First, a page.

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Hoffmann, R. A wiki for the life sciences where authorship matters. Nature Genetics (2008)

Different female reproductive phenotypes determined by human growth hormone (hGH) levels in hGH-transgenic rats.

The effect of continuous human GH (hGH) secretion on female reproduction was studied in adult female transgenic rats expressing the hGH gene with a mouse whey acidic protein (mWAP) promoter. Two lines of transgenic female rats carrying the mWAP/hGH gene were established and used in the study. One was characterized by relatively high levels of serum hGH (high line), and the other had relatively low levels (low line). High-line female rats had recurring, pseudopregnancy-like estrous cycles accompanied by increased serum progesterone levels for 2 wk after ovulation, and they were fertile. In these rats, luteinization occurred spontaneously without cervical stimulation, probably due to high levels of serum hGH, which has prolactin (PRL)-like activity in the rat. Although low-line female rats had recurring, regular 4-day estrous cycles, they were sterile. In these rats, pseudopregnancy could not be induced by mating or by mechanical cervical stimulation. PRL surges following cervical stimulation were not detected, and PRL secretion was not induced by a dopamine antagonist, metoclopramide. The ovarian tissue in this line had a much higher number of corpora lutea and grew much heavier than in normal littermates, suggesting impairment of PRL-induced structural luteolysis. Suppression of PRL secretion in low-line rats was, at least in part, due to a marked decrease in the number of lactotrophs in the pituitary. The present study shows that the serum hGH level plays a crucial role in regulating luteal function in female transgenic rats expressing the hGH gene.[1]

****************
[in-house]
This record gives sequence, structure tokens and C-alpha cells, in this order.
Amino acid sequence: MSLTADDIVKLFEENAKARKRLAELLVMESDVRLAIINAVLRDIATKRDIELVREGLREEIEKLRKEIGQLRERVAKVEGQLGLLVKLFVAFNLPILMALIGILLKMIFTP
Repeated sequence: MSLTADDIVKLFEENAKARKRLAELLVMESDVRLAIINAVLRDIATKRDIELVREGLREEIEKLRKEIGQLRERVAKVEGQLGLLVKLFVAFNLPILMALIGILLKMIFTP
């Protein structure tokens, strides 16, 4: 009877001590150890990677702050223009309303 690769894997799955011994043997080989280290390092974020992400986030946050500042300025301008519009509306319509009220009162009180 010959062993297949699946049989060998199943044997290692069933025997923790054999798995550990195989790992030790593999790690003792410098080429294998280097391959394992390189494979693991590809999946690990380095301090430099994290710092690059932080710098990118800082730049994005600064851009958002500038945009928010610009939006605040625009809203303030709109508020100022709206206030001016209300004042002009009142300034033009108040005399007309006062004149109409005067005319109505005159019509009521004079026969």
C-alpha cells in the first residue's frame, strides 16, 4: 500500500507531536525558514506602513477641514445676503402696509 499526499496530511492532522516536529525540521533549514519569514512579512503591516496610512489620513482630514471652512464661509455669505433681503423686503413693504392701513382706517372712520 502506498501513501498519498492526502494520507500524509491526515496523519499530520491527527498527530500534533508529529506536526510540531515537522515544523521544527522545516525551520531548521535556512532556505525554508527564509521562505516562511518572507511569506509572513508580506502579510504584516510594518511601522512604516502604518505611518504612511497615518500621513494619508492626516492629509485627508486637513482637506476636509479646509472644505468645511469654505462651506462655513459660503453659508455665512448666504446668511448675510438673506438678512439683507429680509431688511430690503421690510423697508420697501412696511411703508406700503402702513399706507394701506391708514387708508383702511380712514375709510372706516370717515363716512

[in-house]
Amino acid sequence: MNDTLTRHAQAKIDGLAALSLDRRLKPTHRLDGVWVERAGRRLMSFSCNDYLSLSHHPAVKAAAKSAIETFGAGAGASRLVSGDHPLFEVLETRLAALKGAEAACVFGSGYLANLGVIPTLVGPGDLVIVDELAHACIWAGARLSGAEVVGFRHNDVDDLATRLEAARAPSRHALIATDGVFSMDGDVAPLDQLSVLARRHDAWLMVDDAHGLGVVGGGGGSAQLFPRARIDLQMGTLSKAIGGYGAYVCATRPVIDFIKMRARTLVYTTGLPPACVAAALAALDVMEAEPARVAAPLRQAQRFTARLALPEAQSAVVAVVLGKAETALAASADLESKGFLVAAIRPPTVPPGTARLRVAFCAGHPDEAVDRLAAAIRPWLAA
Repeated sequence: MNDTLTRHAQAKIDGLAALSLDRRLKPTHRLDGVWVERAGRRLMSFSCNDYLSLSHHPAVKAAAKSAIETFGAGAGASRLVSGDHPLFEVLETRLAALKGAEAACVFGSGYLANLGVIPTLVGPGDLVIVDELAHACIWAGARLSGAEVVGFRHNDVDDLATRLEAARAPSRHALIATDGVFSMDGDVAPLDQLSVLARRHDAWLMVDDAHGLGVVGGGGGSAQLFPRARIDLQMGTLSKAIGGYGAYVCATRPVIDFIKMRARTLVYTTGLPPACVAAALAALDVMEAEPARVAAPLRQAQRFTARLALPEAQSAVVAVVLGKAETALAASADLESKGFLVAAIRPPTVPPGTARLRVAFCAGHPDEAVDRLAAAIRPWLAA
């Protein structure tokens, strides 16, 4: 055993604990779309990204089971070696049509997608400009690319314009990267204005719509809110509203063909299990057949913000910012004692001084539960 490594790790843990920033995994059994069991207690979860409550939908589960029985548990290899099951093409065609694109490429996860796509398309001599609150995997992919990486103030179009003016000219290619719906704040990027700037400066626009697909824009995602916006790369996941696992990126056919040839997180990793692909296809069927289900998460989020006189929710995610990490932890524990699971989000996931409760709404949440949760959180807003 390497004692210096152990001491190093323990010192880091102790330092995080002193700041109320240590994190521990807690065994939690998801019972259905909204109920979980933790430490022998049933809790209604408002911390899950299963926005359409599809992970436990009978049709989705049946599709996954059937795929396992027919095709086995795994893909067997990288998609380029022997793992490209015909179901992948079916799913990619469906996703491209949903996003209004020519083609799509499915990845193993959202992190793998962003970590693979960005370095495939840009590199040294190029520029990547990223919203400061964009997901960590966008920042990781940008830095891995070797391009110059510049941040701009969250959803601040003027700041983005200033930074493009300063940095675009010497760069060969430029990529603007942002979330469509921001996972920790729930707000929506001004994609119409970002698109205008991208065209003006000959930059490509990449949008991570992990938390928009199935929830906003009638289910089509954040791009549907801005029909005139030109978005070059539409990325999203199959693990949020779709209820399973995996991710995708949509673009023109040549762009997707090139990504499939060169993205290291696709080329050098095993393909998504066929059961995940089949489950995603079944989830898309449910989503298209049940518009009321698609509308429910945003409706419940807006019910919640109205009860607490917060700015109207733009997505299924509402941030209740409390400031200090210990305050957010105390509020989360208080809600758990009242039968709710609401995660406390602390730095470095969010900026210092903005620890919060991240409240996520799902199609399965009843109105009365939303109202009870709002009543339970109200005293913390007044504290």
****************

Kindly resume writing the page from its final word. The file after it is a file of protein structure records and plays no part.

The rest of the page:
1. Different female reproductive phenotypes determined by human growth hormone (hGH) levels in hGH-transgenic rats. Ikeda, A., Matsumoto, Y., Chang, K.T., Nakano, T., Matsuyama, S., Yamanouchi, K., Ohta, A., Nishihara, M., Tojo, H., Sasaki, F., Takahashi, M. Biol. Reprod. (1997) [Pubmed]
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